The McCain campaign is going to have no interest in releasing his birth certificate.
It's not because it will once again reinforce his age--the certificate would not change the significance, or obviousness, of that issue.
It's because one of the candidates running for President actually wasn't born in the United States. Though it's not exactly a secret, John McCain has done a good job keeping the public at large from catching on that he was born in Panama.
Taped Remarks by U.S. Senator John McCain
July 4, 2003
I'd like to congratulate the Panamanian government and people on their hundredth anniversary. A nation that was born in conflict and now lives in peace. We are proud of our relationship and I am proud to say that I was born in your country.I am convinced that the prospects for our relations will continue to improve over the years as you also have as part of your country one of the most magnificent feats of engineering that the world has ever seen. I know that you will take good care of it. I look forward to seeing you soon.
"Everyone knows" there are only two requirements to be President of the US: to be older than 35 (check) and to be born in the US. So what is McCain's defense?
At the time, McCain was born on a US military base, his parents were US military, and the Panama Canal Zone was an unincorporated US territory. Is this enough?
Here's what the US Department of State's Citizenship Primer has to say:
Despite widespread popular belief, U.S. military installations abroad and U.S. diplomatic or consular facilities are not part of the United States within the meaning of the 14th Amendment. A child born on the premises of such a facility is not subject to the jurisdiction of the United States and does not acquire U.S. citizenship by reason of birth.
FAM 1116.1-1 States and Incorporated Territories
a. The phrase "in the United States" as used in the 14th Amendment clearly includes States that have been admitted to the Union. Sections 304 and 305 of the INA provide a basis for citizenship of persons born in Alaska and Hawaii while they were territories of the United States. These sections reflect, to a large extent, prior statutes and judicial decisions which addressed the l4th Amendment citizenship implications of birth in these and other U.S. territories. Guidance on evidence on such births should be sought from CA/OCS.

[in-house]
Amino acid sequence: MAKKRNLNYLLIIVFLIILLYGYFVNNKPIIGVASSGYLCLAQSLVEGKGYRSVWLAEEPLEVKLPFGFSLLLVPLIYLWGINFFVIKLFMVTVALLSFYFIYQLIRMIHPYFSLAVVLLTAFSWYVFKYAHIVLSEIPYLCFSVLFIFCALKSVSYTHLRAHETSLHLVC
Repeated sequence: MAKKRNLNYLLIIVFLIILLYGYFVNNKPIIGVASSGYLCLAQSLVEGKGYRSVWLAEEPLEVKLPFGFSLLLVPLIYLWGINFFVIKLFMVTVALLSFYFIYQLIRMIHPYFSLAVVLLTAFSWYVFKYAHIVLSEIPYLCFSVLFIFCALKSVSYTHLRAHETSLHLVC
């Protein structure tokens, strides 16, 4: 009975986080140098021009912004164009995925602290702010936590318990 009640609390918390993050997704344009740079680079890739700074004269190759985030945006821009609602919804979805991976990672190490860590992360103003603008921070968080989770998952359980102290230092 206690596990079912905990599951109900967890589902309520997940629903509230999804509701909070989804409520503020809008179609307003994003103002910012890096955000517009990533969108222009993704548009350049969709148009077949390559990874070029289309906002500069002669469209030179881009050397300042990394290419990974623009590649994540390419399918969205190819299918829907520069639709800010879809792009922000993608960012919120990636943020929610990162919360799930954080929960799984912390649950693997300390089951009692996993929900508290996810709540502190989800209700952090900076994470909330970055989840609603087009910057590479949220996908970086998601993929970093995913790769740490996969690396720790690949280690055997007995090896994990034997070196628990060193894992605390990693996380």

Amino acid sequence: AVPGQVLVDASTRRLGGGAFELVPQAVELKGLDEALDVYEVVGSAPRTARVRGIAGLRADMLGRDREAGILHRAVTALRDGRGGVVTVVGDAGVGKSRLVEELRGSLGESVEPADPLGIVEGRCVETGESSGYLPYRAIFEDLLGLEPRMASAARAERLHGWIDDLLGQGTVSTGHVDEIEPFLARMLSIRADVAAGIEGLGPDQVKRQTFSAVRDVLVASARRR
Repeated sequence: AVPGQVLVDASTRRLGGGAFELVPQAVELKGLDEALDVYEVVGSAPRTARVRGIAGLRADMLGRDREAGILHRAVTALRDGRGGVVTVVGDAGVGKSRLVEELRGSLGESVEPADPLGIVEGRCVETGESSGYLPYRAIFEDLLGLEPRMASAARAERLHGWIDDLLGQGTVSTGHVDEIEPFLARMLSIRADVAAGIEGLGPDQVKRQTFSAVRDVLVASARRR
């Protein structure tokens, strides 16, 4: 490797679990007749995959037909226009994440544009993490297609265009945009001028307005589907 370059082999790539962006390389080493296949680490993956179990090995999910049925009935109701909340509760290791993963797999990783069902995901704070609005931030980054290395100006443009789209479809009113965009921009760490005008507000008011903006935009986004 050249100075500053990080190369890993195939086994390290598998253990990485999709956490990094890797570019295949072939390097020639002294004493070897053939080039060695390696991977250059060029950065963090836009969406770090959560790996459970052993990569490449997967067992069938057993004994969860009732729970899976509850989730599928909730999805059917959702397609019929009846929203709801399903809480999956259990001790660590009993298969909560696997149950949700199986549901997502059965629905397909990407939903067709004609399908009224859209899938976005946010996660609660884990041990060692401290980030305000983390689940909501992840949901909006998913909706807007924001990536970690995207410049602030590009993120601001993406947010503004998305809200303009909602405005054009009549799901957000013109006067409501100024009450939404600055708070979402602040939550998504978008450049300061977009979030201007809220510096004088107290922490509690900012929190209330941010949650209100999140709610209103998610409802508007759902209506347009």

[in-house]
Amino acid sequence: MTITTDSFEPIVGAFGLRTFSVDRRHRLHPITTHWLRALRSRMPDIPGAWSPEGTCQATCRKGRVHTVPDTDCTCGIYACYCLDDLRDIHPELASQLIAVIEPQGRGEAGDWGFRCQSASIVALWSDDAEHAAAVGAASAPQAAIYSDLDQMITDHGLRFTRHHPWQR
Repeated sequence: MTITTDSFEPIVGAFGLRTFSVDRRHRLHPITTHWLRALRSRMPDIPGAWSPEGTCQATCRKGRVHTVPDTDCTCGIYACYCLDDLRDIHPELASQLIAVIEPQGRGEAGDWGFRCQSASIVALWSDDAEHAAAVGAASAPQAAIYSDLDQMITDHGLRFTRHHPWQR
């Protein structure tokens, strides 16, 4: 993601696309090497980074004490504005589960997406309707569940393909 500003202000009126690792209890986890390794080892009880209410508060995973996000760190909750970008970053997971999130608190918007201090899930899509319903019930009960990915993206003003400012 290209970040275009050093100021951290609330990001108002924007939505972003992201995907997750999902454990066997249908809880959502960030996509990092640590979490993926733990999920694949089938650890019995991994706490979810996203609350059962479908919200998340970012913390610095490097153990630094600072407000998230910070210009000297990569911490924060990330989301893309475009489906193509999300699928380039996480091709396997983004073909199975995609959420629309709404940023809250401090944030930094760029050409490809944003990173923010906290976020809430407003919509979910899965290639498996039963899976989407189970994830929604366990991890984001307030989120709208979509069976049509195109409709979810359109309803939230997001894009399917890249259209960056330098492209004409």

b. Sec. 101(a)(38) INA provides that, for the purposes of the INA, The term "United States",... when used in the geographical sense, means the continental United States, Alaska, Hawaii, Puerto Rico, Guam, and the Virgin Islands of the United States.In addition, under Pub. L. 94-241, the "approving Covenant to Establish a Commonwealth of the Northern Mariana Islands in Political Union with the United States of America", (Sec. 506(c)), which took effect on November 3, 1986, the Northern Mariana Islands are treated as part of the United States for the purposes of sections 301 and 308 of the INA.
c. All of the aforenamed areas, except Guam and the Northern Mariana Islands, came within the definition of "United States" given in the Nationality Act of 1940, which was effective from January 13, 1941 through December 23, 1952.
d. Prior to January 13, 1941, there was no statutory definition of "the United States" for citizenship purposes. Thus there were varying interpretations. Guidance should be sought from the Department (CA/OCS) when such issues arise.
It appears that McCain's eligibility to be president is not beyond question--it is precisely a case like his (born in an unincorporated territory before 1941) which requires "guidance" from the State department.
Even if McCain believes he can put together a legal case that he is eligible (based on the Constitutional ambiguity in "natural born citizen"), you can be sure he does not want Americans discussing the fact that he was proud to be born in another country. So don't expect to see his birth certificate in circulation anytime soon.
Update: you might notice I did not label this "BREAKING". Kossacks and other very political junkies may know this. But when I talk to people who I don't know by political association, I've never met a single one who knew this. McCain doesn't exactly trumpet it on his website. An extended MSM "let's compare Birth Certificates" campaign would absolutely be a bombshell to McCain's campaign, even if he ultimately wins any legal case on presidential eligibility. The optics of explaining quotes like "I am proud to say I was born in your country" are much more problematic than the legal jeopardy.
Update: There are many comments that seem to be under the impression that I make the case McCain is ineligible for President. I do not believe he is ineligible, I am only making the case that it is not beyond question. I agree that it is very unlikely he would be declared ineligible. Many point to actions of Congress of 2008 and 1790. But given that TODAY the supreme court declared an act of Congress unconstitutional, and that the 1790 congress had some of its rulings overruled, I will say that it's not obvious to me that an act of Congress settles a Constitutional issue. I fail to see anything dishonest in noting that McCain was born there, has said he's proud to have been, and that there may be some questions about this.
There are also a number of comments suggesting that being born in Panama could actually help McCain because he was born on a military base. This is a legitimate quarrel with what I said, because I did say it. I'll just say I believe that John McCain has already tapped out the "He's a military guy" vote. It's his entire raison d'etre for being a candidate. I believe this could only be a net negative for him. I suspect the effect would be small--maybe a quarter of a percent.
A lot of people have also commented that "there are better reasons to be against John McCain". Well, of course there are. But I think we throw away factually correct and honest lines of attack at our own peril.